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VADA building could answer years of student, faculty concern

By Thresher Editorial Board     9/3/19 10:16pm

For years, students on campus and the Thresher editorial board have been petitioning for more visual and dramatic arts support — in space, funding and recognition. With Tuesday’s announcement of a new, dedicated VADA building in the near future, there is finally hope that all three of these requests will be fulfilled.The Thresher editorial board applauds the efforts of Dean of the School of Humanities Kathleen Canning, VADA chair John Sparagana and the Humanities Advisory Board as well as the countless student voices that have been petitioning for increased VADA attention for years. The editorial board also applauds the administration for its openness to the idea and commitment to fundraise for the project. 

Rice is most widely recognized for its reputable and expansive STEM academic programs. As a result, humanistic disciplines such as VADA tend to fall into the background despite their active role in campus life. A new building will not only better accommodate current VADA students but will also indicate to prospective students and their families that Rice dedicates its resources fairly and is equally supportive of all its departments, not just its most popular. 

This is a major step for student art on campus, which suffered significantly in past years. Previously, VADA programs have been divided between Hamman Hall, the upper floors of Sewall Hall and the Rice Media Center. Additionally, the 2020 expiration date for the Rice Media Center threatened to reduce the already limited space for VADA, compounding the overall lack of student exhibition space on campus. A new building can serve as a hub for students, faculty and alumni of different artistic disciplines to interact, collaborate and support each other.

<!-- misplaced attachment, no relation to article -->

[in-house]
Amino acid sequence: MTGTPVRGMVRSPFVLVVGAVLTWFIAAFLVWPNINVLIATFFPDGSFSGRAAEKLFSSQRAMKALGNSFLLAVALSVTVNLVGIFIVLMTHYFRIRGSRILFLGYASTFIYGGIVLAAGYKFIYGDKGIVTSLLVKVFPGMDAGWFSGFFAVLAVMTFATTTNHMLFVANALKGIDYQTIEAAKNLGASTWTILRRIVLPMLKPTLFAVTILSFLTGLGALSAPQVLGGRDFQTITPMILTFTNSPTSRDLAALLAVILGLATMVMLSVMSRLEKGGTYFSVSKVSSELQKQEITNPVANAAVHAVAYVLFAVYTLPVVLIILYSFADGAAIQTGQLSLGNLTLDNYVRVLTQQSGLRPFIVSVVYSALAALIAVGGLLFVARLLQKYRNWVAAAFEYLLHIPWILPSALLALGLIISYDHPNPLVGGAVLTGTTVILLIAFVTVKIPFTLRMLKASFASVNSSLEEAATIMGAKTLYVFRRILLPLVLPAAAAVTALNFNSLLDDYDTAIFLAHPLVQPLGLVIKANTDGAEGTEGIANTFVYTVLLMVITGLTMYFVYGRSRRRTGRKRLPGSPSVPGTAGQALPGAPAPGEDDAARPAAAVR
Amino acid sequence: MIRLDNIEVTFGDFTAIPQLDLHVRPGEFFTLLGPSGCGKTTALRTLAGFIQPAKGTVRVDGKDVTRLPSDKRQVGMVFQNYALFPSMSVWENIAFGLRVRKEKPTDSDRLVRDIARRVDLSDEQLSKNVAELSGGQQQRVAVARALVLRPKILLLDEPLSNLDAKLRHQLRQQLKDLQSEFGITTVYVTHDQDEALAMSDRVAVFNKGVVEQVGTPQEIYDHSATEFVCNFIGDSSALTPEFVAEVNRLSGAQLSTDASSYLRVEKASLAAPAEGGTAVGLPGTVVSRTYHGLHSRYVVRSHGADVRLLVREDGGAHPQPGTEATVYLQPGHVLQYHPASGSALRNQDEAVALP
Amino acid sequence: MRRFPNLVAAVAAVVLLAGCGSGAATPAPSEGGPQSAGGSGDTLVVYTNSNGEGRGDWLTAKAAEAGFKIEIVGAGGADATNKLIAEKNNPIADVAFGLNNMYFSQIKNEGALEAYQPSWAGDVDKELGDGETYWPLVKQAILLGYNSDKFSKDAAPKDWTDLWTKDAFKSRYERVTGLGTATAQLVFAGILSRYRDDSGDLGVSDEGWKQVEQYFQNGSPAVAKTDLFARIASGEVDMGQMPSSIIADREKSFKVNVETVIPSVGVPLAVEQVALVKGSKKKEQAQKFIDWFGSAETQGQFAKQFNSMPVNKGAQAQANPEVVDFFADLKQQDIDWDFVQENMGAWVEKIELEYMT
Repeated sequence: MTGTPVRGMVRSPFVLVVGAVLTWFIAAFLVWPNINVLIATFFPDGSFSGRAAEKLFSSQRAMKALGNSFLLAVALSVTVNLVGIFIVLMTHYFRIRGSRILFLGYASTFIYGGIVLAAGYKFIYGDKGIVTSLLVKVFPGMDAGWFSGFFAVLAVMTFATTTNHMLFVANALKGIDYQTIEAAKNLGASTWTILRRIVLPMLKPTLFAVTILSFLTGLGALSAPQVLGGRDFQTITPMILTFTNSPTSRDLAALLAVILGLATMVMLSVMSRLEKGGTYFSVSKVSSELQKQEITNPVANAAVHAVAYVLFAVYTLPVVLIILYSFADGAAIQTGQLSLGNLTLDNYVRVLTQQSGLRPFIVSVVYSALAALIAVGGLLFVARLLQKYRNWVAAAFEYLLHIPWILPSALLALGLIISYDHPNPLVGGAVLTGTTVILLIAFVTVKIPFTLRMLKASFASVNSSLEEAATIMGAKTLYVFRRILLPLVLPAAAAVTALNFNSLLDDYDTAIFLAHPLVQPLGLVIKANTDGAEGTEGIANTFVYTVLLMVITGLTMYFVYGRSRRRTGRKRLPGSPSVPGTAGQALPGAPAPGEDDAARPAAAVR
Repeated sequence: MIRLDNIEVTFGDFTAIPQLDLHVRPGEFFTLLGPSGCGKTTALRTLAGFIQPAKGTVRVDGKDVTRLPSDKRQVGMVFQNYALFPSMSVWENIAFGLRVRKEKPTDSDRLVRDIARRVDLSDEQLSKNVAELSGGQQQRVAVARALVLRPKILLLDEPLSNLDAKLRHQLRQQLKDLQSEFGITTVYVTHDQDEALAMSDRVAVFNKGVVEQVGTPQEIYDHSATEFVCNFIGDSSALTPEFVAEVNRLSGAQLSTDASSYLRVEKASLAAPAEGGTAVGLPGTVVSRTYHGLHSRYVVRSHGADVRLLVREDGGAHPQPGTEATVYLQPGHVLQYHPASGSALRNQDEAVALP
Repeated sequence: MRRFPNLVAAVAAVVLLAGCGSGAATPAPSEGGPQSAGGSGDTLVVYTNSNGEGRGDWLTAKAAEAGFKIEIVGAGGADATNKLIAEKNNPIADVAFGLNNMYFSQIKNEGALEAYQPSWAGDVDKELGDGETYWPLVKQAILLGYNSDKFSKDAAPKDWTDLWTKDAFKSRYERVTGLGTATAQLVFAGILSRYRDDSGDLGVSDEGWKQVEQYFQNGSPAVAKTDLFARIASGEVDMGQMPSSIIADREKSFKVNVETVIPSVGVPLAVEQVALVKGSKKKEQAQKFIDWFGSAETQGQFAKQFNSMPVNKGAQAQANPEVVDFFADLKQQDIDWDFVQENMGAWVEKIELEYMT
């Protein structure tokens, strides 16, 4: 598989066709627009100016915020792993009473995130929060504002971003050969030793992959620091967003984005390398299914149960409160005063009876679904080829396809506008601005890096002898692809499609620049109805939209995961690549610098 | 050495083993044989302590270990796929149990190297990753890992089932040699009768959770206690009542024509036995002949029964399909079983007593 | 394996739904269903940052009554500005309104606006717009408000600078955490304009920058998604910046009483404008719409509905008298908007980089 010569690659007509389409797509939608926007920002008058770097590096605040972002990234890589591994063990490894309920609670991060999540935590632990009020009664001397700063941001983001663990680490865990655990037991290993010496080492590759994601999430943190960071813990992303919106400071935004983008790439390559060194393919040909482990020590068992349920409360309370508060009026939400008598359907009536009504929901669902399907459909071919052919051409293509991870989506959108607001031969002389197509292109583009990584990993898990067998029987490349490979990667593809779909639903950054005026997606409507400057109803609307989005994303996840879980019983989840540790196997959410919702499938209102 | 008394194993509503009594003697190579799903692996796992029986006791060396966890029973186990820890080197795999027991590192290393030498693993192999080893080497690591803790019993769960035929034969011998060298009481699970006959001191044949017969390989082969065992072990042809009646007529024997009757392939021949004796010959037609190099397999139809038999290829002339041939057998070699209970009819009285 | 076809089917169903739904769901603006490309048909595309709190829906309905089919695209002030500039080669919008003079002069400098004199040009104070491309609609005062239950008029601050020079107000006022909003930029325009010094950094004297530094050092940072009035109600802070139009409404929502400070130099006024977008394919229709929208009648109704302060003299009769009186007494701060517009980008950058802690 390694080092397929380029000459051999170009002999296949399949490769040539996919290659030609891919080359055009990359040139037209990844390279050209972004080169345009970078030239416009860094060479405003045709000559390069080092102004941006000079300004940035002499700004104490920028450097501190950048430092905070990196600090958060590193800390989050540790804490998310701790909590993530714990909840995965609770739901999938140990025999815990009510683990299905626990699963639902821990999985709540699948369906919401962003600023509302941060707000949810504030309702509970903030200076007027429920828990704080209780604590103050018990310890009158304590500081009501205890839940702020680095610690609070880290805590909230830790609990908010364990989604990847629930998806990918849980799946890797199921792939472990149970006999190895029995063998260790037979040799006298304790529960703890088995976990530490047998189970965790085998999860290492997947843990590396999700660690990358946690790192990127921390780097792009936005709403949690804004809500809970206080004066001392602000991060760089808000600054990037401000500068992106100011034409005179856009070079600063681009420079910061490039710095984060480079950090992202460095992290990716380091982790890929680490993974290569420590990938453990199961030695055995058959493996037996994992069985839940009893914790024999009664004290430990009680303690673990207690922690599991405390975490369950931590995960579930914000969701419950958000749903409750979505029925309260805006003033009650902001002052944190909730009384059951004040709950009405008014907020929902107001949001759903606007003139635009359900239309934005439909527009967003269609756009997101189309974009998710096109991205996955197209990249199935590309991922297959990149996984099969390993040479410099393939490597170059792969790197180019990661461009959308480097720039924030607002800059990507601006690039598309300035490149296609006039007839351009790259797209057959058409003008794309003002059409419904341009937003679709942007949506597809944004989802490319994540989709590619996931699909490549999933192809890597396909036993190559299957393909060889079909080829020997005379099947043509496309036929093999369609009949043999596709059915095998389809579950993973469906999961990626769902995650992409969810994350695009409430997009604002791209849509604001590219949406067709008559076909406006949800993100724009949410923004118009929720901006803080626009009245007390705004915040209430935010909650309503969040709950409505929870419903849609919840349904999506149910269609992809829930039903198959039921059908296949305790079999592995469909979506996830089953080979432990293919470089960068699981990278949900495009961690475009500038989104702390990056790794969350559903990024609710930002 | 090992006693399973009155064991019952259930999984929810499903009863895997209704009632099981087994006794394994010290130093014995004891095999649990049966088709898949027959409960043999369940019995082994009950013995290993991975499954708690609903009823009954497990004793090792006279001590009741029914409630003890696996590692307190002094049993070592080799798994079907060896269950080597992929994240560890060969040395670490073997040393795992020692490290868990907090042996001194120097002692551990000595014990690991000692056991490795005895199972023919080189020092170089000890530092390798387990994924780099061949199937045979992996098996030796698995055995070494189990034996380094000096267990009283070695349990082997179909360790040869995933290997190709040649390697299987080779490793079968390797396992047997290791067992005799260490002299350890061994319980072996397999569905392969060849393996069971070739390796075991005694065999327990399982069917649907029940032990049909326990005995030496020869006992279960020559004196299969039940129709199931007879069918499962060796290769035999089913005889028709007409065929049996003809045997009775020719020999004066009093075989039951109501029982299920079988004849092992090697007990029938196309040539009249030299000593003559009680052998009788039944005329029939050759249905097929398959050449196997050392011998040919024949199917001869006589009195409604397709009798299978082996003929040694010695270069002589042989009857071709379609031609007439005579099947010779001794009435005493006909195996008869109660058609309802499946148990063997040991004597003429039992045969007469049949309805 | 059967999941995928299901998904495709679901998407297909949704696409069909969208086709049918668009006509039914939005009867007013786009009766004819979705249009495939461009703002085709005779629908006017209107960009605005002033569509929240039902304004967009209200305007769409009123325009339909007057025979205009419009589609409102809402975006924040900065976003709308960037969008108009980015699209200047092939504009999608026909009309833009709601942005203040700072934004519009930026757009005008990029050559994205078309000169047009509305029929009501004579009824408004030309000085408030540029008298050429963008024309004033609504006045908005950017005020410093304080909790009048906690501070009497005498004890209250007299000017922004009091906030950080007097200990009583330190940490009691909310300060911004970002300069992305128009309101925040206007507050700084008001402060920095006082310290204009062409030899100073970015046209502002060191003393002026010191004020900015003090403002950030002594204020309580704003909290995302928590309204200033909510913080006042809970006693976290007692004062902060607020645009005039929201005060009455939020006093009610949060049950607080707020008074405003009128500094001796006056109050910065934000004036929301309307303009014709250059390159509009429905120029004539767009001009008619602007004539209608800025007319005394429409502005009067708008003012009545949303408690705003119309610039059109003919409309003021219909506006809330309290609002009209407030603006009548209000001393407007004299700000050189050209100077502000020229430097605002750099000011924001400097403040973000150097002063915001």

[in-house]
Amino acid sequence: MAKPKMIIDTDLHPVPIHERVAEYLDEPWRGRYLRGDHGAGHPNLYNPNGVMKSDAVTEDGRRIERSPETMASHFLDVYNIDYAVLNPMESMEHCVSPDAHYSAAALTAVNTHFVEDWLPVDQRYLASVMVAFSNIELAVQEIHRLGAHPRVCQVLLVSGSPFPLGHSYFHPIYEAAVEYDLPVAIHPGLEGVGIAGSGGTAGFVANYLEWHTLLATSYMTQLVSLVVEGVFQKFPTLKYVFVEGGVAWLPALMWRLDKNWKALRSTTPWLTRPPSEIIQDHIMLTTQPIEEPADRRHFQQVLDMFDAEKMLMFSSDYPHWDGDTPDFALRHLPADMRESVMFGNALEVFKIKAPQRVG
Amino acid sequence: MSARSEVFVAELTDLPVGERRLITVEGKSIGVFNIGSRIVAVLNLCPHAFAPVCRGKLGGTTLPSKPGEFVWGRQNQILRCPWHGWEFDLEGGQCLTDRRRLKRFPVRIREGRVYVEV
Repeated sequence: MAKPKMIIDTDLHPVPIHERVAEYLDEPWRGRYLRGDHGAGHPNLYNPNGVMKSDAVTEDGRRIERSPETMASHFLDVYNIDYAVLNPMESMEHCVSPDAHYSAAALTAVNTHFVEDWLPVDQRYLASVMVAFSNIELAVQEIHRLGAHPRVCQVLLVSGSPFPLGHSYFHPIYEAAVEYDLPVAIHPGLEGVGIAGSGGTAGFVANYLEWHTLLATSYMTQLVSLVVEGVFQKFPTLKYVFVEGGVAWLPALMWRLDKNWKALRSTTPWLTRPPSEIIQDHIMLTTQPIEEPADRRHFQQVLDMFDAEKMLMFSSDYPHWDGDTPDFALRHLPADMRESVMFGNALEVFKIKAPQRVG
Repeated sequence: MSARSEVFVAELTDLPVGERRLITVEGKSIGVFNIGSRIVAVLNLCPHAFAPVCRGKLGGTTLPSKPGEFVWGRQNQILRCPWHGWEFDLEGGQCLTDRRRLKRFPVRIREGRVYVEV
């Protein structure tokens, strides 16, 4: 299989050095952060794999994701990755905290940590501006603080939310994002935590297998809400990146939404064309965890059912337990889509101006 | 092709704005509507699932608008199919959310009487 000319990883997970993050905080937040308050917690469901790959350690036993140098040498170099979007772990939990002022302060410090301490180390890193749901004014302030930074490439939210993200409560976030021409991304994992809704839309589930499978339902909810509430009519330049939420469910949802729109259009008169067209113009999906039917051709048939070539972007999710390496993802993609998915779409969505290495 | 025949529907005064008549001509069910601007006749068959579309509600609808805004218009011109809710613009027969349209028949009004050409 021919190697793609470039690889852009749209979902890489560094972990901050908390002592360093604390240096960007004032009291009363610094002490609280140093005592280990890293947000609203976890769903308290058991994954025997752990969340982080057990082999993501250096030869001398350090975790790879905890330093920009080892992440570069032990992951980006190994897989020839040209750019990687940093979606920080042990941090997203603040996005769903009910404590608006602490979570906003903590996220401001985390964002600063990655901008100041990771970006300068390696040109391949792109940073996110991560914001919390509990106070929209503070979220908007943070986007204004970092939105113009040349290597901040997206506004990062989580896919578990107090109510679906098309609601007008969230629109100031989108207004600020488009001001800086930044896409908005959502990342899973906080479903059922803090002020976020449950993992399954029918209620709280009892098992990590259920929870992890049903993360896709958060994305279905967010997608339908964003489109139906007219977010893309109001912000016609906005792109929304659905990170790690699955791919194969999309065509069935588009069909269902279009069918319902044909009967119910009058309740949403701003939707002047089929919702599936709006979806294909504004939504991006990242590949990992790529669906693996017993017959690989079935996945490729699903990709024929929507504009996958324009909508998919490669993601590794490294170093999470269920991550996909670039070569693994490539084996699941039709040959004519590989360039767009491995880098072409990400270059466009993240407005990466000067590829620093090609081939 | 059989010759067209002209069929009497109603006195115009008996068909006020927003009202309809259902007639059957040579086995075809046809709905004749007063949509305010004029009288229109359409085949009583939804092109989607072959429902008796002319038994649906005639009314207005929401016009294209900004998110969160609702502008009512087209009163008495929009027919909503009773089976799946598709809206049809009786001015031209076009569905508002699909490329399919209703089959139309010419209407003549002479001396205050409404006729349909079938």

However, without significant funding, this building may never materialize. Potential donors should realize the value that the arts have on campus — without them, Rice’s education lacks the liberal arts well-roundedness that has been so critical to its students’ success. While we at the Thresher are more than happy to finally write a positive editorial surrounding Rice’s treatment of the arts, we’ll hold our applause until the end (of construction.)



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